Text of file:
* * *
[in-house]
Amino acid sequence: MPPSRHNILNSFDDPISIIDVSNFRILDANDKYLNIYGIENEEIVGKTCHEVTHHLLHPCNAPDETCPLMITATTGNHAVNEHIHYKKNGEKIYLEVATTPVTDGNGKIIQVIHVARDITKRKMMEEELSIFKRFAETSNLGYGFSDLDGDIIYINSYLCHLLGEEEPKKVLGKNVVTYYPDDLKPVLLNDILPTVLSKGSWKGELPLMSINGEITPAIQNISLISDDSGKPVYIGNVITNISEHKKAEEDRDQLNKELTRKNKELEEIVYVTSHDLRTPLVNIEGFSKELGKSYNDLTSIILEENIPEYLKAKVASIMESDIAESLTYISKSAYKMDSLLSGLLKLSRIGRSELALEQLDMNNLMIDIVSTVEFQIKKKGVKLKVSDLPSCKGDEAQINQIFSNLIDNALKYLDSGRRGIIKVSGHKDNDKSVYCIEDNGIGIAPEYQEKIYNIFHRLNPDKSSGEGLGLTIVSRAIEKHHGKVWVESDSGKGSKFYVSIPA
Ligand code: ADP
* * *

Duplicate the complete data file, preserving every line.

[in-house]
Amino acid sequence: MPPSRHNILNSFDDPISIIDVSNFRILDANDKYLNIYGIENEEIVGKTCHEVTHHLLHPCNAPDETCPLMITATTGNHAVNEHIHYKKNGEKIYLEVATTPVTDGNGKIIQVIHVARDITKRKMMEEELSIFKRFAETSNLGYGFSDLDGDIIYINSYLCHLLGEEEPKKVLGKNVVTYYPDDLKPVLLNDILPTVLSKGSWKGELPLMSINGEITPAIQNISLISDDSGKPVYIGNVITNISEHKKAEEDRDQLNKELTRKNKELEEIVYVTSHDLRTPLVNIEGFSKELGKSYNDLTSIILEENIPEYLKAKVASIMESDIAESLTYISKSAYKMDSLLSGLLKLSRIGRSELALEQLDMNNLMIDIVSTVEFQIKKKGVKLKVSDLPSCKGDEAQINQIFSNLIDNALKYLDSGRRGIIKVSGHKDNDKSVYCIEDNGIGIAPEYQEKIYNIFHRLNPDKSSGEGLGLTIVSRAIEKHHGKVWVESDSGKGSKFYVSIPA
Ligand code: ADP